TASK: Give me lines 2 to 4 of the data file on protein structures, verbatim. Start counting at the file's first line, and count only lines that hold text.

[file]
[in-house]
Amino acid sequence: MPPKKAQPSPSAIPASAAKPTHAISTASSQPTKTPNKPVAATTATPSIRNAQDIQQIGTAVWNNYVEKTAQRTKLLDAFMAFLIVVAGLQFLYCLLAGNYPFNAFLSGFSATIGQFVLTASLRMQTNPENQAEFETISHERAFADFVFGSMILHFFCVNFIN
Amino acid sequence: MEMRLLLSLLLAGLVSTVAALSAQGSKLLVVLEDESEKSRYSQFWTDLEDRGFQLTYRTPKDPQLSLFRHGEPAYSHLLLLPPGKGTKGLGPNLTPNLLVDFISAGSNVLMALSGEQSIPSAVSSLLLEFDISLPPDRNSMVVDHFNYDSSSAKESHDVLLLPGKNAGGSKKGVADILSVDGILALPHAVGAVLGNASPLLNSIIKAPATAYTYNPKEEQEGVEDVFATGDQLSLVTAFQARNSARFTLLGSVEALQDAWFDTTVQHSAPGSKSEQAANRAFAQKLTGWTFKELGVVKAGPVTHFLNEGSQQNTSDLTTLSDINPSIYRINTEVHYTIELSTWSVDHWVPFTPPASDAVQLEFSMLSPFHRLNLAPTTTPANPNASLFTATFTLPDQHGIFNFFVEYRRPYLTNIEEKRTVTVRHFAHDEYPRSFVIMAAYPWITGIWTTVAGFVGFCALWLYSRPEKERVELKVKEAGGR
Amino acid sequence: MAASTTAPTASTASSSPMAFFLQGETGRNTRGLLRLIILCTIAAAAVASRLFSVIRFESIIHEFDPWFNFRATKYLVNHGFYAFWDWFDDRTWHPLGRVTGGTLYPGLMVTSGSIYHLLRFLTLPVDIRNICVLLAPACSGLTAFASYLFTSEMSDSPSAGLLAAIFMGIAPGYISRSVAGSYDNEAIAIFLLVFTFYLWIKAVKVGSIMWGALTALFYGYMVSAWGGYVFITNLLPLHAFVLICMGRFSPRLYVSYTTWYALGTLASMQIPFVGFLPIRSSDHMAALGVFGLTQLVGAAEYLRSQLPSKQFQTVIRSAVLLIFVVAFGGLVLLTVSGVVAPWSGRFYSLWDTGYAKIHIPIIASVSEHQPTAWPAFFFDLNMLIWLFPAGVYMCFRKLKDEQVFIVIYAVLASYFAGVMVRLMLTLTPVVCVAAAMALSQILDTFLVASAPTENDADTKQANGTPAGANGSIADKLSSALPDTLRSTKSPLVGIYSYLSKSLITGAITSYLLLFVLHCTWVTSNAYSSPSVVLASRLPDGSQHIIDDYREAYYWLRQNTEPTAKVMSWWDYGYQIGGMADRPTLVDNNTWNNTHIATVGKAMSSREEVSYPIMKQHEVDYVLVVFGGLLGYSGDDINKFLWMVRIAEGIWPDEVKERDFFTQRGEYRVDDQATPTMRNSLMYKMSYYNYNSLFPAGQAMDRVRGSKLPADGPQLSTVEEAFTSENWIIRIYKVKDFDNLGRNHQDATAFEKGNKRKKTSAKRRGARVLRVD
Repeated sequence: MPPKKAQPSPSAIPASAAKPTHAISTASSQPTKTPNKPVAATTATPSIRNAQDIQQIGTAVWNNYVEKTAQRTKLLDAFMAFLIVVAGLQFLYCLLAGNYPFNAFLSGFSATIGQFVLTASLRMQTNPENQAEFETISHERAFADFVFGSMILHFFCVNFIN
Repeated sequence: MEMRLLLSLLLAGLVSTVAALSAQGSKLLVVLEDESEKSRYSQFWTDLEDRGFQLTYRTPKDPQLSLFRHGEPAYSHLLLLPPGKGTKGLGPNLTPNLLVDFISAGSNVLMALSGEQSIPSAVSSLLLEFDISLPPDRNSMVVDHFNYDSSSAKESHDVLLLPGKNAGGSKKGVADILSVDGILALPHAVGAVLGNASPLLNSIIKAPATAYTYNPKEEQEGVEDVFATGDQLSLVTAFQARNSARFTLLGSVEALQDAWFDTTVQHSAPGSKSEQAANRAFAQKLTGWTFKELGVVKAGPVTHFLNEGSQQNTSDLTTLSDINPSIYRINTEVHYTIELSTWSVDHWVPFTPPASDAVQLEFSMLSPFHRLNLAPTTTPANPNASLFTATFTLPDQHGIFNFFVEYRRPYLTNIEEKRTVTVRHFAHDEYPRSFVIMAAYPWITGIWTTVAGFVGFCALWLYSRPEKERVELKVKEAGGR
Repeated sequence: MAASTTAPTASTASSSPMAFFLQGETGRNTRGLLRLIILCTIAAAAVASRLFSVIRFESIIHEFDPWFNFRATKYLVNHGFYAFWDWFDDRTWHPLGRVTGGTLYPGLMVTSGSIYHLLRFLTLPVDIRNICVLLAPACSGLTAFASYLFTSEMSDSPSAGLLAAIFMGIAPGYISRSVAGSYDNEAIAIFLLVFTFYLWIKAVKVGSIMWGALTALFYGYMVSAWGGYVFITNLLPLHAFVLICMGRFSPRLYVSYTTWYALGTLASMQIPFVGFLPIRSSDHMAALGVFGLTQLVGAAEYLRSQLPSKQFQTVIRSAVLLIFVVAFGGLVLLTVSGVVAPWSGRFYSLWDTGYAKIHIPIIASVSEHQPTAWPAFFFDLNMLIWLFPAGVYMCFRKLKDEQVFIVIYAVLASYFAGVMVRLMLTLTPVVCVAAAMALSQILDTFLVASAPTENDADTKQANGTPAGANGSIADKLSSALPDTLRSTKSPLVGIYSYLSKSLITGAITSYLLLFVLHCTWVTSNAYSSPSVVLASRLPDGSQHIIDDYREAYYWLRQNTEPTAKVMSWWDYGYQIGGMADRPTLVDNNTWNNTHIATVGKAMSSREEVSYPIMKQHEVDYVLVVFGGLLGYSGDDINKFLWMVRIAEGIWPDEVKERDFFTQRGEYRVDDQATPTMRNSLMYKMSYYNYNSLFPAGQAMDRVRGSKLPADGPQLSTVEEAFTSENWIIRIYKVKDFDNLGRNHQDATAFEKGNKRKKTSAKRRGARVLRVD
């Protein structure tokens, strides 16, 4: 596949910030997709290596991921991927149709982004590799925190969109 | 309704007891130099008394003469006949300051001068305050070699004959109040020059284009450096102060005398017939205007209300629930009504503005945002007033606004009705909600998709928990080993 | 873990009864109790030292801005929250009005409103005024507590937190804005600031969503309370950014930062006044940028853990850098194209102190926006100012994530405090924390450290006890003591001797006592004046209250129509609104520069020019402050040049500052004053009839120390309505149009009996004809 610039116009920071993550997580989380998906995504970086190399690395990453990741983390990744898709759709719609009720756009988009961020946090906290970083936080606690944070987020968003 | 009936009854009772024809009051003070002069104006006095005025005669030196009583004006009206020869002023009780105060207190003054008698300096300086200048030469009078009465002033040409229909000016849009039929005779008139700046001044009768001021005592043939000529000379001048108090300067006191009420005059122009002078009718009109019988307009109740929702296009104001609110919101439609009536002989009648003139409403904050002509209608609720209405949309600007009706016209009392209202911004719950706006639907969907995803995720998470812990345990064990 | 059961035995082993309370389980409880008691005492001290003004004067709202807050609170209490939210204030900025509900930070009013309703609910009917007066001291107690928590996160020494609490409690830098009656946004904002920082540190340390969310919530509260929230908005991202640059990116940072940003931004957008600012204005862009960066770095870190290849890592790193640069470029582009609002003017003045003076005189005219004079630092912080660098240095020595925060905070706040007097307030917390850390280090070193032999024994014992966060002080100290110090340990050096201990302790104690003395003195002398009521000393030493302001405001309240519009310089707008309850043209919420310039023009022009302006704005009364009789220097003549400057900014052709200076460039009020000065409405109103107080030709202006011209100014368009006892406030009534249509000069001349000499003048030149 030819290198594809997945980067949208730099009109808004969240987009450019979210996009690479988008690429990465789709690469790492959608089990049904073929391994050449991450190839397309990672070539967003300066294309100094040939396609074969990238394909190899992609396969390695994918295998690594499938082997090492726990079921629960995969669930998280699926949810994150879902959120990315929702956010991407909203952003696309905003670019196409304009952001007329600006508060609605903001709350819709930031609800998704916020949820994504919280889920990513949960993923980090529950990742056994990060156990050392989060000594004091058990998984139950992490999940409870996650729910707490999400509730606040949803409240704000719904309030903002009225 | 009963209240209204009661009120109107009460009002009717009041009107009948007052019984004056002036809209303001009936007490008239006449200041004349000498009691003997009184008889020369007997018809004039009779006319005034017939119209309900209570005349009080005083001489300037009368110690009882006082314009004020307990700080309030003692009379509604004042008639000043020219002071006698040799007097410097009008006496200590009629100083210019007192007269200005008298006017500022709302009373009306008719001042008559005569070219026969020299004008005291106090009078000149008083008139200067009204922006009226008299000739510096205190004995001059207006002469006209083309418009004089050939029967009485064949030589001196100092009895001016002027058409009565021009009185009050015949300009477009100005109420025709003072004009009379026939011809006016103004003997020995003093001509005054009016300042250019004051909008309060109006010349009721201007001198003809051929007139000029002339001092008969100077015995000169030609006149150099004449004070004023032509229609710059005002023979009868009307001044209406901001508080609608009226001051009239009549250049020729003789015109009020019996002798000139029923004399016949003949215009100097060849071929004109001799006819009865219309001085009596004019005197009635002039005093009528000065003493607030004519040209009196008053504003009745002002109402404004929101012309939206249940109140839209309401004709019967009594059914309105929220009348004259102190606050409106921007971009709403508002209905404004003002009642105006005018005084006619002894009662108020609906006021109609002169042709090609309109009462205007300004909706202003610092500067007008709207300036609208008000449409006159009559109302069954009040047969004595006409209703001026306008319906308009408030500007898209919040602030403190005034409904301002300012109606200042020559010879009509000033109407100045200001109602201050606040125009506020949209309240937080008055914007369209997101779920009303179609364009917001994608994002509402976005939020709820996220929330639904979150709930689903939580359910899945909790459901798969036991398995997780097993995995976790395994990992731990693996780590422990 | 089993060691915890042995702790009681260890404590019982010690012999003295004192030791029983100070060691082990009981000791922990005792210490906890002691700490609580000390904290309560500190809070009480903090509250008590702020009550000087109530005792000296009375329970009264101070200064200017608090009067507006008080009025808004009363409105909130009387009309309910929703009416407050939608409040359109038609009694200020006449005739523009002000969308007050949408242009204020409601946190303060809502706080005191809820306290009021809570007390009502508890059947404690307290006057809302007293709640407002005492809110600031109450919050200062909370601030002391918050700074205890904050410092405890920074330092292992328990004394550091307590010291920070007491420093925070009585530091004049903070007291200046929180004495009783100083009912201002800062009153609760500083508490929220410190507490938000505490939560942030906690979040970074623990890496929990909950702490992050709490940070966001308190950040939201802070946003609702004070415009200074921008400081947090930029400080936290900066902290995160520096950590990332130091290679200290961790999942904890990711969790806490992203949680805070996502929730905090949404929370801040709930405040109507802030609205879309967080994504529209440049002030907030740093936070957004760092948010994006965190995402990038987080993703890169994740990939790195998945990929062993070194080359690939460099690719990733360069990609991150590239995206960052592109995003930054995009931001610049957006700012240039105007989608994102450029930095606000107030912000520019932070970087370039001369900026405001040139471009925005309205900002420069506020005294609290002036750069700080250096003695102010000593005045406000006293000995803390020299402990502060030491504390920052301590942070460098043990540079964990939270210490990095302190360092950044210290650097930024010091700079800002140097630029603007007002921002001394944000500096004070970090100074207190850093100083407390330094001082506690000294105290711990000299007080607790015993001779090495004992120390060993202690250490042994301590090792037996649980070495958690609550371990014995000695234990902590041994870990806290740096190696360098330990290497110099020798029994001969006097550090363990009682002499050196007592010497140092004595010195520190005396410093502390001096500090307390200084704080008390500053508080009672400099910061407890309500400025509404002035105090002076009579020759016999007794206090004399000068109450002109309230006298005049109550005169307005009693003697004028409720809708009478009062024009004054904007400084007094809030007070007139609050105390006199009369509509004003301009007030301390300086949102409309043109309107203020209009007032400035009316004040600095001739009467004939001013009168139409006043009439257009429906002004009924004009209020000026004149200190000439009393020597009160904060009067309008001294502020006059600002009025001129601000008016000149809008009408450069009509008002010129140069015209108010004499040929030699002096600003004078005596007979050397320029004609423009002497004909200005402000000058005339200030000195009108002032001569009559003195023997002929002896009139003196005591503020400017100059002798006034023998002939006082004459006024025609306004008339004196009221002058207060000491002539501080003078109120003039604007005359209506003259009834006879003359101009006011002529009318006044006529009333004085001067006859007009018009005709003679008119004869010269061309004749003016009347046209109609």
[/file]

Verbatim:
Amino acid sequence: MPPKKAQPSPSAIPASAAKPTHAISTASSQPTKTPNKPVAATTATPSIRNAQDIQQIGTAVWNNYVEKTAQRTKLLDAFMAFLIVVAGLQFLYCLLAGNYPFNAFLSGFSATIGQFVLTASLRMQTNPENQAEFETISHERAFADFVFGSMILHFFCVNFIN
Amino acid sequence: MEMRLLLSLLLAGLVSTVAALSAQGSKLLVVLEDESEKSRYSQFWTDLEDRGFQLTYRTPKDPQLSLFRHGEPAYSHLLLLPPGKGTKGLGPNLTPNLLVDFISAGSNVLMALSGEQSIPSAVSSLLLEFDISLPPDRNSMVVDHFNYDSSSAKESHDVLLLPGKNAGGSKKGVADILSVDGILALPHAVGAVLGNASPLLNSIIKAPATAYTYNPKEEQEGVEDVFATGDQLSLVTAFQARNSARFTLLGSVEALQDAWFDTTVQHSAPGSKSEQAANRAFAQKLTGWTFKELGVVKAGPVTHFLNEGSQQNTSDLTTLSDINPSIYRINTEVHYTIELSTWSVDHWVPFTPPASDAVQLEFSMLSPFHRLNLAPTTTPANPNASLFTATFTLPDQHGIFNFFVEYRRPYLTNIEEKRTVTVRHFAHDEYPRSFVIMAAYPWITGIWTTVAGFVGFCALWLYSRPEKERVELKVKEAGGR
Amino acid sequence: MAASTTAPTASTASSSPMAFFLQGETGRNTRGLLRLIILCTIAAAAVASRLFSVIRFESIIHEFDPWFNFRATKYLVNHGFYAFWDWFDDRTWHPLGRVTGGTLYPGLMVTSGSIYHLLRFLTLPVDIRNICVLLAPACSGLTAFASYLFTSEMSDSPSAGLLAAIFMGIAPGYISRSVAGSYDNEAIAIFLLVFTFYLWIKAVKVGSIMWGALTALFYGYMVSAWGGYVFITNLLPLHAFVLICMGRFSPRLYVSYTTWYALGTLASMQIPFVGFLPIRSSDHMAALGVFGLTQLVGAAEYLRSQLPSKQFQTVIRSAVLLIFVVAFGGLVLLTVSGVVAPWSGRFYSLWDTGYAKIHIPIIASVSEHQPTAWPAFFFDLNMLIWLFPAGVYMCFRKLKDEQVFIVIYAVLASYFAGVMVRLMLTLTPVVCVAAAMALSQILDTFLVASAPTENDADTKQANGTPAGANGSIADKLSSALPDTLRSTKSPLVGIYSYLSKSLITGAITSYLLLFVLHCTWVTSNAYSSPSVVLASRLPDGSQHIIDDYREAYYWLRQNTEPTAKVMSWWDYGYQIGGMADRPTLVDNNTWNNTHIATVGKAMSSREEVSYPIMKQHEVDYVLVVFGGLLGYSGDDINKFLWMVRIAEGIWPDEVKERDFFTQRGEYRVDDQATPTMRNSLMYKMSYYNYNSLFPAGQAMDRVRGSKLPADGPQLSTVEEAFTSENWIIRIYKVKDFDNLGRNHQDATAFEKGNKRKKTSAKRRGARVLRVD